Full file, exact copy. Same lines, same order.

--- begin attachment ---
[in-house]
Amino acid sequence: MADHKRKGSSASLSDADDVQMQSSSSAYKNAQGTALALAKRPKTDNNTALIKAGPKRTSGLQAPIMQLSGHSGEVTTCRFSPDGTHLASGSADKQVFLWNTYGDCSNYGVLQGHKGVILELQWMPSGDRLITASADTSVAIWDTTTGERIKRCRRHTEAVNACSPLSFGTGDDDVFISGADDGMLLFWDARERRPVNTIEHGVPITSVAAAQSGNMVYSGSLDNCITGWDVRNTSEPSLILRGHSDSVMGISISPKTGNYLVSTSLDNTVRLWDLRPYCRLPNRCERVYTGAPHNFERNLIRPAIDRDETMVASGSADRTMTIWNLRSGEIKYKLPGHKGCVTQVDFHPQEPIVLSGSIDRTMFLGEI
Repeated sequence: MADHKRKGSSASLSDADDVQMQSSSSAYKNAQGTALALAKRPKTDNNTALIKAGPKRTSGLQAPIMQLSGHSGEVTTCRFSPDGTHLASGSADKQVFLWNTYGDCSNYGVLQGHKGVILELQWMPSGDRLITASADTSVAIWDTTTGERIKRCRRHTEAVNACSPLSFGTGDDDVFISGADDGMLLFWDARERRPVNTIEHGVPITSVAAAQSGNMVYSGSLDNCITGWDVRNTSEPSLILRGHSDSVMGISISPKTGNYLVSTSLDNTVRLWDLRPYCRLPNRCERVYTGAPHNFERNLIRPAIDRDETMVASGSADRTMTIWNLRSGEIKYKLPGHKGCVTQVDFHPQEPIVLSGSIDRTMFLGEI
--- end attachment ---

[in-house]
Amino acid sequence: MADHKRKGSSASLSDADDVQMQSSSSAYKNAQGTALALAKRPKTDNNTALIKAGPKRTSGLQAPIMQLSGHSGEVTTCRFSPDGTHLASGSADKQVFLWNTYGDCSNYGVLQGHKGVILELQWMPSGDRLITASADTSVAIWDTTTGERIKRCRRHTEAVNACSPLSFGTGDDDVFISGADDGMLLFWDARERRPVNTIEHGVPITSVAAAQSGNMVYSGSLDNCITGWDVRNTSEPSLILRGHSDSVMGISISPKTGNYLVSTSLDNTVRLWDLRPYCRLPNRCERVYTGAPHNFERNLIRPAIDRDETMVASGSADRTMTIWNLRSGEIKYKLPGHKGCVTQVDFHPQEPIVLSGSIDRTMFLGEI
Repeated sequence: MADHKRKGSSASLSDADDVQMQSSSSAYKNAQGTALALAKRPKTDNNTALIKAGPKRTSGLQAPIMQLSGHSGEVTTCRFSPDGTHLASGSADKQVFLWNTYGDCSNYGVLQGHKGVILELQWMPSGDRLITASADTSVAIWDTTTGERIKRCRRHTEAVNACSPLSFGTGDDDVFISGADDGMLLFWDARERRPVNTIEHGVPITSVAAAQSGNMVYSGSLDNCITGWDVRNTSEPSLILRGHSDSVMGISISPKTGNYLVSTSLDNTVRLWDLRPYCRLPNRCERVYTGAPHNFERNLIRPAIDRDETMVASGSADRTMTIWNLRSGEIKYKLPGHKGCVTQVDFHPQEPIVLSGSIDRTMFLGEI